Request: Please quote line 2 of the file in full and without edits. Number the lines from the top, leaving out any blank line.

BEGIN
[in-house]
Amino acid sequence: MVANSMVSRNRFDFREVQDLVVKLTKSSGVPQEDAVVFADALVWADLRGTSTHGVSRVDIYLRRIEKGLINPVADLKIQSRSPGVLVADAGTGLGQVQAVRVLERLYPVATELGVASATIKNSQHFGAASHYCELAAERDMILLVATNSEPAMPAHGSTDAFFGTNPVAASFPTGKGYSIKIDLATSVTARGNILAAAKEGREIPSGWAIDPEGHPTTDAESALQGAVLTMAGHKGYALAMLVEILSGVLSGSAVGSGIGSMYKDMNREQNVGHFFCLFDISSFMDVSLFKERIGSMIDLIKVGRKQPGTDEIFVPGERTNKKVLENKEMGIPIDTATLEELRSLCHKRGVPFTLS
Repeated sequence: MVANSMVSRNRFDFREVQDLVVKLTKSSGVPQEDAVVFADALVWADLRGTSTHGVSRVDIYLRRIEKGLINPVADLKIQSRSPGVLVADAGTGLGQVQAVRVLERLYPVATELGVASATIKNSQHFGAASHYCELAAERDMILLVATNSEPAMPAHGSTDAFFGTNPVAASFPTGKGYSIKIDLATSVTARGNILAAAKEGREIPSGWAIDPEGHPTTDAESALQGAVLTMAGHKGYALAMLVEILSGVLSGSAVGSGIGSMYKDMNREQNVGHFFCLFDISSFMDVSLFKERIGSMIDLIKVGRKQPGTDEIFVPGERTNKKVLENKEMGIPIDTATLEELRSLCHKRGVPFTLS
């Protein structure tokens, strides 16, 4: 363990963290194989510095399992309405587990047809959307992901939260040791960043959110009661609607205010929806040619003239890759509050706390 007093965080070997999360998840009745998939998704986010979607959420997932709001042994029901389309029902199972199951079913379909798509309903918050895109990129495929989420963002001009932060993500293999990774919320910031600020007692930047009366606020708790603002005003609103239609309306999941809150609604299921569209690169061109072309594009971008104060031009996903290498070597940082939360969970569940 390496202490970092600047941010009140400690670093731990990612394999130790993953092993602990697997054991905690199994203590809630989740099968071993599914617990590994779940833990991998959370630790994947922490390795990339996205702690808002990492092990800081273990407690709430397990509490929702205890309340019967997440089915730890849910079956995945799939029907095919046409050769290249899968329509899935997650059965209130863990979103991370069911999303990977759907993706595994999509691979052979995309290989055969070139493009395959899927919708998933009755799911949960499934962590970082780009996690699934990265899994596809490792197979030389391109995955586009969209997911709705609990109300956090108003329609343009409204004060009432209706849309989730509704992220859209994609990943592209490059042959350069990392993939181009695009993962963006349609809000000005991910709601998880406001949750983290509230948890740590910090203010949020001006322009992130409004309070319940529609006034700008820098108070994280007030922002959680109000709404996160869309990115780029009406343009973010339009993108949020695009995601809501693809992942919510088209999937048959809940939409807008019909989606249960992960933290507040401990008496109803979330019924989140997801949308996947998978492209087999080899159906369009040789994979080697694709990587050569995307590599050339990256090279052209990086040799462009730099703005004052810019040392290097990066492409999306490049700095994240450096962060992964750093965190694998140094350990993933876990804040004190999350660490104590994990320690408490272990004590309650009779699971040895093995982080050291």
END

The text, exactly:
Amino acid sequence: MVANSMVSRNRFDFREVQDLVVKLTKSSGVPQEDAVVFADALVWADLRGTSTHGVSRVDIYLRRIEKGLINPVADLKIQSRSPGVLVADAGTGLGQVQAVRVLERLYPVATELGVASATIKNSQHFGAASHYCELAAERDMILLVATNSEPAMPAHGSTDAFFGTNPVAASFPTGKGYSIKIDLATSVTARGNILAAAKEGREIPSGWAIDPEGHPTTDAESALQGAVLTMAGHKGYALAMLVEILSGVLSGSAVGSGIGSMYKDMNREQNVGHFFCLFDISSFMDVSLFKERIGSMIDLIKVGRKQPGTDEIFVPGERTNKKVLENKEMGIPIDTATLEELRSLCHKRGVPFTLS